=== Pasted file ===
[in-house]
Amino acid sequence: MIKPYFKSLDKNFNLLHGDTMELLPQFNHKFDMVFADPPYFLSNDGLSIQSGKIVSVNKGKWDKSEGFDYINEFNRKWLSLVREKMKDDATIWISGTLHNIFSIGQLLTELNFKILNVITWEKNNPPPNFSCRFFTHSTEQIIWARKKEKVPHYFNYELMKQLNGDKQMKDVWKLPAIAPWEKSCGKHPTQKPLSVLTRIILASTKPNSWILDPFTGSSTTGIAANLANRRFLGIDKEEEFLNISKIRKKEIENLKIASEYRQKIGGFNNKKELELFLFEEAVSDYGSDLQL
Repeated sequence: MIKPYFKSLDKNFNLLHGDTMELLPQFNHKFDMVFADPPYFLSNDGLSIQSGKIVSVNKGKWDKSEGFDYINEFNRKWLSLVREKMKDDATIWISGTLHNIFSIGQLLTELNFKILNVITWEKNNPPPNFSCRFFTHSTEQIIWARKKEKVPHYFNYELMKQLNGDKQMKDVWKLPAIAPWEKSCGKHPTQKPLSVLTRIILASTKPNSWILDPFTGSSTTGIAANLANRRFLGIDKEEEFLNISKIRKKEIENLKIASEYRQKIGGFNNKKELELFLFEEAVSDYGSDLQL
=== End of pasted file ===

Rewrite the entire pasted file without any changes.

[in-house]
Amino acid sequence: MIKPYFKSLDKNFNLLHGDTMELLPQFNHKFDMVFADPPYFLSNDGLSIQSGKIVSVNKGKWDKSEGFDYINEFNRKWLSLVREKMKDDATIWISGTLHNIFSIGQLLTELNFKILNVITWEKNNPPPNFSCRFFTHSTEQIIWARKKEKVPHYFNYELMKQLNGDKQMKDVWKLPAIAPWEKSCGKHPTQKPLSVLTRIILASTKPNSWILDPFTGSSTTGIAANLANRRFLGIDKEEEFLNISKIRKKEIENLKIASEYRQKIGGFNNKKELELFLFEEAVSDYGSDLQL
Repeated sequence: MIKPYFKSLDKNFNLLHGDTMELLPQFNHKFDMVFADPPYFLSNDGLSIQSGKIVSVNKGKWDKSEGFDYINEFNRKWLSLVREKMKDDATIWISGTLHNIFSIGQLLTELNFKILNVITWEKNNPPPNFSCRFFTHSTEQIIWARKKEKVPHYFNYELMKQLNGDKQMKDVWKLPAIAPWEKSCGKHPTQKPLSVLTRIILASTKPNSWILDPFTGSSTTGIAANLANRRFLGIDKEEEFLNISKIRKKEIENLKIASEYRQKIGGFNNKKELELFLFEEAVSDYGSDLQL